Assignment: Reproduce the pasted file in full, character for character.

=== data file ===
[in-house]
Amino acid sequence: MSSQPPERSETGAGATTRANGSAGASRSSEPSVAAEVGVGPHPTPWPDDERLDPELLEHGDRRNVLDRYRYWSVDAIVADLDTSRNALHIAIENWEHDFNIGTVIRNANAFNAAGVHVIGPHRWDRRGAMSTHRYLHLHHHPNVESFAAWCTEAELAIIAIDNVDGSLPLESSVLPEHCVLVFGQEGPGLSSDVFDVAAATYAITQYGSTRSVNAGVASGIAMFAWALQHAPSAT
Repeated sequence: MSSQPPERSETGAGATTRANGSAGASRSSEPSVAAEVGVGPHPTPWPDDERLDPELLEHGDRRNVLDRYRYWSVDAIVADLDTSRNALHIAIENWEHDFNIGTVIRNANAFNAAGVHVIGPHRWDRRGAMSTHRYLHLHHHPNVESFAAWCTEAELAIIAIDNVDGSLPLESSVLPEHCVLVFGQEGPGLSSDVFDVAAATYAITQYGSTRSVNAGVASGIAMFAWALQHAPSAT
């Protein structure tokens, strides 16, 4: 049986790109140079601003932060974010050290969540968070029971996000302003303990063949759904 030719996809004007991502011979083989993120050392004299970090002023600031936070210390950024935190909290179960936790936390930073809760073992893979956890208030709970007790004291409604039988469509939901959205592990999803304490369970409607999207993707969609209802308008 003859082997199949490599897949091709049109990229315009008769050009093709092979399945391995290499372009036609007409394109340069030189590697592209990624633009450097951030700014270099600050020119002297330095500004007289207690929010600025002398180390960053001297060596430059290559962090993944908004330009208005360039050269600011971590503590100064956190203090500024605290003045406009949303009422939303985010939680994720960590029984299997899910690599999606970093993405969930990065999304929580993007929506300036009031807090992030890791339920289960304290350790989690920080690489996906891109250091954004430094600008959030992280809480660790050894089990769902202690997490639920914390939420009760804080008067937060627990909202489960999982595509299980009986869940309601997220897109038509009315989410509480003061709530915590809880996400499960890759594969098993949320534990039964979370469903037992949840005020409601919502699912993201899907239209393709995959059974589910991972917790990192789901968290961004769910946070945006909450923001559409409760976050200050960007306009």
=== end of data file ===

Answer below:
[in-house]
Amino acid sequence: MSSQPPERSETGAGATTRANGSAGASRSSEPSVAAEVGVGPHPTPWPDDERLDPELLEHGDRRNVLDRYRYWSVDAIVADLDTSRNALHIAIENWEHDFNIGTVIRNANAFNAAGVHVIGPHRWDRRGAMSTHRYLHLHHHPNVESFAAWCTEAELAIIAIDNVDGSLPLESSVLPEHCVLVFGQEGPGLSSDVFDVAAATYAITQYGSTRSVNAGVASGIAMFAWALQHAPSAT
Repeated sequence: MSSQPPERSETGAGATTRANGSAGASRSSEPSVAAEVGVGPHPTPWPDDERLDPELLEHGDRRNVLDRYRYWSVDAIVADLDTSRNALHIAIENWEHDFNIGTVIRNANAFNAAGVHVIGPHRWDRRGAMSTHRYLHLHHHPNVESFAAWCTEAELAIIAIDNVDGSLPLESSVLPEHCVLVFGQEGPGLSSDVFDVAAATYAITQYGSTRSVNAGVASGIAMFAWALQHAPSAT
């Protein structure tokens, strides 16, 4: 049986790109140079601003932060974010050290969540968070029971996000302003303990063949759904 030719996809004007991502011979083989993120050392004299970090002023600031936070210390950024935190909290179960936790936390930073809760073992893979956890208030709970007790004291409604039988469509939901959205592990999803304490369970409607999207993707969609209802308008 003859082997199949490599897949091709049109990229315009008769050009093709092979399945391995290499372009036609007409394109340069030189590697592209990624633009450097951030700014270099600050020119002297330095500004007289207690929010600025002398180390960053001297060596430059290559962090993944908004330009208005360039050269600011971590503590100064956190203090500024605290003045406009949303009422939303985010939680994720960590029984299997899910690599999606970093993405969930990065999304929580993007929506300036009031807090992030890791339920289960304290350790989690920080690489996906891109250091954004430094600008959030992280809480660790050894089990769902202690997490639920914390939420009760804080008067937060627990909202489960999982595509299980009986869940309601997220897109038509009315989410509480003061709530915590809880996400499960890759594969098993949320534990039964979370469903037992949840005020409601919502699912993201899907239209393709995959059974589910991972917790990192789901968290961004769910946070945006909450923001559409409760976050200050960007306009």